My apologies, Nellyfuf2, I usually do capitalise such things but I have fallen. I was warned about this when a youth.
    monicabilongame likes this.
  14. racroesus

    racroesus Star commenter

    So the pressure is on someone else's tax. I don't agree with gift-aid or tax relief. If you earn a bit over the personal allowance you can reclaim tax at 20% on your donation even though you haven't paid 20% of your income in tax. If the charity claims then you are routing your giving to your preferred charity while other things must find money in other ways. Gift Aid and tax relief for charity should be ended.
  15. racroesus

    racroesus Star commenter

    Four Billion wasted?
  16. blazer

    blazer Star commenter

    Well the story has pushed Brexit off the news for 2 days. Did anyone check where Theresa May was on Monday evening?
    sbkrobson and Nellyfuf2 like this.
  17. Duke of York

    Duke of York Star commenter

    I think it's wrong that you can't get tax relief on lottery tickets. People only buy them because the money raised goes to good causes, don't they? How can it be right to get tax relief on charitable donations, but not on lottery tickets?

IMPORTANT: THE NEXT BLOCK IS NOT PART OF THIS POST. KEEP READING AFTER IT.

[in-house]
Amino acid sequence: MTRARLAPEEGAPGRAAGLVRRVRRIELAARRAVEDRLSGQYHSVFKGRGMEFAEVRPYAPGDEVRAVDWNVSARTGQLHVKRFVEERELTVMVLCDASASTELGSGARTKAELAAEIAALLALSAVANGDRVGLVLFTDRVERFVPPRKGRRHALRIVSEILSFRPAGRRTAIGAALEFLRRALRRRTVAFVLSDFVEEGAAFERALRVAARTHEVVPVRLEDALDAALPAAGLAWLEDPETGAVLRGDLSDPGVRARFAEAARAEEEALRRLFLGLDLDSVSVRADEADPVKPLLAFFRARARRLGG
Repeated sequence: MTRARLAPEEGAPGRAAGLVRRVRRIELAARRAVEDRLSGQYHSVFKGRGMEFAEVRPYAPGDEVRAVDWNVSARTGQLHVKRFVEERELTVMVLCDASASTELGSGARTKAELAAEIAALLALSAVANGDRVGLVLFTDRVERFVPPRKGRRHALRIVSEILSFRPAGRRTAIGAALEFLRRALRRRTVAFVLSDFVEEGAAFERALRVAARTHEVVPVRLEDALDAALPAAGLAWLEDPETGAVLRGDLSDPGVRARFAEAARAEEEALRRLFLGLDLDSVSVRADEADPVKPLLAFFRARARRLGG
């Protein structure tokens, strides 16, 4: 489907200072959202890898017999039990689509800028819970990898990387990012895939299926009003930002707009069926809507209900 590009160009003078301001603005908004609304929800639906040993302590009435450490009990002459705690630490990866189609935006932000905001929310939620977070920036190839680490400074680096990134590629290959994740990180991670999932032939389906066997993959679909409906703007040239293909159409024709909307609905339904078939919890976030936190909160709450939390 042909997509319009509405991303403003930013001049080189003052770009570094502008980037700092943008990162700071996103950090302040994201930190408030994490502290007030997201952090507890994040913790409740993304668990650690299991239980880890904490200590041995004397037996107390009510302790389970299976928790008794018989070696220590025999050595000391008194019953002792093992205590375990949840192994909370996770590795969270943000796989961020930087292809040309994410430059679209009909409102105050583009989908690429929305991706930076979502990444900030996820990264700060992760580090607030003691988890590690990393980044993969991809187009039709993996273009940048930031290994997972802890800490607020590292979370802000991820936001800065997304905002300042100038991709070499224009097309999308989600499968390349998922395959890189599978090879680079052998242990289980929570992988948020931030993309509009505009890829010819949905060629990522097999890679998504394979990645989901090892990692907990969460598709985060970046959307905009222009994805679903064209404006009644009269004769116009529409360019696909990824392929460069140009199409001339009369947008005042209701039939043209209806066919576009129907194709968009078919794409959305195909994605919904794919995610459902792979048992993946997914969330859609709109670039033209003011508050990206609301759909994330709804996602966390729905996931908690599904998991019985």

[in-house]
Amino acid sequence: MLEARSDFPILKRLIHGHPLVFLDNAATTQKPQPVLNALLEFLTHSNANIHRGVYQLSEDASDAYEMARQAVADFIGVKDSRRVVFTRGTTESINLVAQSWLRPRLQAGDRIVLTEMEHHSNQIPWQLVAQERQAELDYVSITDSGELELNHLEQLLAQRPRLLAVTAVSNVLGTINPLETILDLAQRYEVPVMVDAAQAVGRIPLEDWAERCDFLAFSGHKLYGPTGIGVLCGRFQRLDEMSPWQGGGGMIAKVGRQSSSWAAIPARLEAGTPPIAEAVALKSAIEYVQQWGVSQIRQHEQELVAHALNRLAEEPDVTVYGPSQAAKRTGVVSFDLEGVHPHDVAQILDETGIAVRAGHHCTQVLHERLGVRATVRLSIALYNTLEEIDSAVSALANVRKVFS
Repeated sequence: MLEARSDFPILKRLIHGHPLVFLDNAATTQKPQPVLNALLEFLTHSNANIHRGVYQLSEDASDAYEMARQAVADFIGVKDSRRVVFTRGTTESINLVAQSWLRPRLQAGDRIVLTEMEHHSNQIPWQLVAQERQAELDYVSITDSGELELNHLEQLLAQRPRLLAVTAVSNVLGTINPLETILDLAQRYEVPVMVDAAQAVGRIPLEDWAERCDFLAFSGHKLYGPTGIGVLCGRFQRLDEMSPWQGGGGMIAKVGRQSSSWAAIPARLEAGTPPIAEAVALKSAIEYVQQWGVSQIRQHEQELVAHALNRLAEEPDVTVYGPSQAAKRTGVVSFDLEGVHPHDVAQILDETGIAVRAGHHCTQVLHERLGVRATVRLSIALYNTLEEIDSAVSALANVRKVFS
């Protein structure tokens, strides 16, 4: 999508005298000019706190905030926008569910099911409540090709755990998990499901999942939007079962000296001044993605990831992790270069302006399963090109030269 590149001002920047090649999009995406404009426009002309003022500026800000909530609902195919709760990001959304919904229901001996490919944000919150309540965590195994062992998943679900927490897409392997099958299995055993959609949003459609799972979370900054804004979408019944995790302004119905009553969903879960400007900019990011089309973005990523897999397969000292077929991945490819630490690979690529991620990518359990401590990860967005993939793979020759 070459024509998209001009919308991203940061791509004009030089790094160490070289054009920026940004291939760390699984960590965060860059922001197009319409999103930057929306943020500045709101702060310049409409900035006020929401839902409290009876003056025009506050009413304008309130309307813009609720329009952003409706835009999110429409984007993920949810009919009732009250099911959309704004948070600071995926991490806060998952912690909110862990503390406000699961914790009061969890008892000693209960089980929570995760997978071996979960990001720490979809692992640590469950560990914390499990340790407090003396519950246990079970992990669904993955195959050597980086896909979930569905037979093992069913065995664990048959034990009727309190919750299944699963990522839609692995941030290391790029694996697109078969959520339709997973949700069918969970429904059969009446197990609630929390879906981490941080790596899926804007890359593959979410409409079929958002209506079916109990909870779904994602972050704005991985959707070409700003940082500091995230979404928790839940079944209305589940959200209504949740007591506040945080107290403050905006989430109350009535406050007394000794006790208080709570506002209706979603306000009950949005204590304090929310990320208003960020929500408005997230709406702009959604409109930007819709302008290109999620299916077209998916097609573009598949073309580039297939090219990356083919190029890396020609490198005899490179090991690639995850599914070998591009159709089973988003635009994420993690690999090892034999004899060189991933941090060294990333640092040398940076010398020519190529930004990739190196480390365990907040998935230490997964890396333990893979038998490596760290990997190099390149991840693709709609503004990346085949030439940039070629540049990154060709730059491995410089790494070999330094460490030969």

18. artboyusa

    artboyusa Star commenter

    Do you have any ISAs?
  19. Nellyfuf2

    Nellyfuf2 Senior commenter

    It's an idiot tax. So Mr Nell says anyway, just buying a Lottery ticket. And then, maybe some good cause will get a bit of a grant. Like. Like we can't do all the things that our society should be doing within our funds - hey ho, the Welfare State.
    Anyway, back on topic - Frances still has St Denis, Chartres, Amiens and Rheims...…..
  20. LondonCanary

    LondonCanary Star commenter

    Give their money away to help other people? The same could be said for many individuals, perhaps you too.